How about that?  According to Ita Buttrose the likes of Louise Milligan and Laura Tingle were not at all partisan in their criticism of the government led by Scott Morrison.  This despite the fact that the ABC bailed out Louise Milligan with $200,000 of taxpayer funds when she refused to apologise for defaming a Liberal Party MP and Laura Tingle was counselled by ABC management for her late-night tweet accusing the Morrison government of “ideological bastardry”. How resolutely independent is that? – especially since neither resolutely criticise the Green Left. [Interesting.  Could Comrade Milligan and Comrade Tingle have besties in the ABC’s Communications Department?  I wonder. – MWD Editor.]

Towards the end of her address, Ita Buttrose gave the following assurance to the Prime Minister:

Prime Minister, I have no doubt our brilliant journalists will occasionally irritate your government, that sometimes their stories will be uncomfortable and the analysis they provide will be possibly inconvenient. But let us all be glad for it, because this process strengthens the democratic Australia we all love.

No doubt the ABC’s “brilliant journalists” will come to attack the Labor government – but from the left.  ABC news and current affairs invariably attack both Labor and the Coalition from the left – as such Labor prime ministers as Bob Hawke and Paul Keating experienced – and never from a conservative position.

And so the event concluded without Ita Buttrose AC OBE even mentioning Her Majesty’s Opposition or the fact that the ABC commenced 90 years ago when the political conservative Joseph Lyons was prime minister of Australia.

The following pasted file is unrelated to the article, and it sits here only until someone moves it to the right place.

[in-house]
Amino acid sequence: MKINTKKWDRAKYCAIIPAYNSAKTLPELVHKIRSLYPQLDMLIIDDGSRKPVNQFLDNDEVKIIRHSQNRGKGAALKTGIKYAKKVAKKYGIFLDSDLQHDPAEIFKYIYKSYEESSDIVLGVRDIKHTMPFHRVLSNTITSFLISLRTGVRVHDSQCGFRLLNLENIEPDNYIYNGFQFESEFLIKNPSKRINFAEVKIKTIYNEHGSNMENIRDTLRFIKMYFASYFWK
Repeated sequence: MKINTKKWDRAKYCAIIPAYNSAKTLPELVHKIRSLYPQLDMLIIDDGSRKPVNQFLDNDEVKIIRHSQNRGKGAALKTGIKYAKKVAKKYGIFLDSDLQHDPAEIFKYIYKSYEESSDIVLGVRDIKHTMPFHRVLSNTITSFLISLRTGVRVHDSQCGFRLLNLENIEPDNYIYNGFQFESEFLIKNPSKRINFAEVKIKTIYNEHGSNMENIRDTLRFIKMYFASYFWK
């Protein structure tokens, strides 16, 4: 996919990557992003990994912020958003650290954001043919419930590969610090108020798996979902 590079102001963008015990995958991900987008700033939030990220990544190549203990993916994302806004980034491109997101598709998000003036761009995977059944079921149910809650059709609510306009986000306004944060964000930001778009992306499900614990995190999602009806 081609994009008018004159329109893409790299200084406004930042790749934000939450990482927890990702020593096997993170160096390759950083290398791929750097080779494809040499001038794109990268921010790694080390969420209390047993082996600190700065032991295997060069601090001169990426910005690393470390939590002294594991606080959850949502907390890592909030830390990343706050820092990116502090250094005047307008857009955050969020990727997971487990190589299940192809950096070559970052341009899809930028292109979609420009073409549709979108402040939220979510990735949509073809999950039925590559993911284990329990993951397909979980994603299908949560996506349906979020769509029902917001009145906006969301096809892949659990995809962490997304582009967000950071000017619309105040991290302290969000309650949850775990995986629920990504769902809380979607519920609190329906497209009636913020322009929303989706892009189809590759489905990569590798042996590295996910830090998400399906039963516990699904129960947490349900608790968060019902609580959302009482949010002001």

Alas it is truism that no cause is completely lost until Jackie’s (male) co-owner supports it. This seems to be the case with Media Watch Dog’s (so far unsuccessful) attempt to get Amy Remeikis – the Canberra-based reporter for The Guardian Australia –  a pay rise.

As avid readers will recall, Comrade Remeikis recently told ABC TV Insiders  viewers that she had no hope of attaining a 5 per cent wage increase from her boss – who happens to be The Guardian Australia’s editor Lenore Taylor. Soon after, Remeikis tweeted about her concern at having to find money to pay for a $40 week increase in her rent.

The Guardian  in London and The Guardian Australia in Sydney are always banging on about the need for workers to be properly remunerated. But it would seem that – in Marxist terminology so beloved by the Guardianistas – some of its Australian employees can only be regarded as wage-slaves.

Industry sources tell MWD that The Guardian Australia’s success has been built off the back of paying its reporters peanuts (of the unsalted kind, since they are cheaper). This apparently does not apply to the likes of editor Lenore Taylor or political editor Katharine (“Malcolm calls me Murpharoo”) Murphy. But many Guardian full-time and part-time journalists seem to fit into the category of the wage-slave toiling masses.

Matilda Boseley, a Melbourne-based social media reporter and presenter for The Guardian Australia, sent out this twitter thread on 11 August: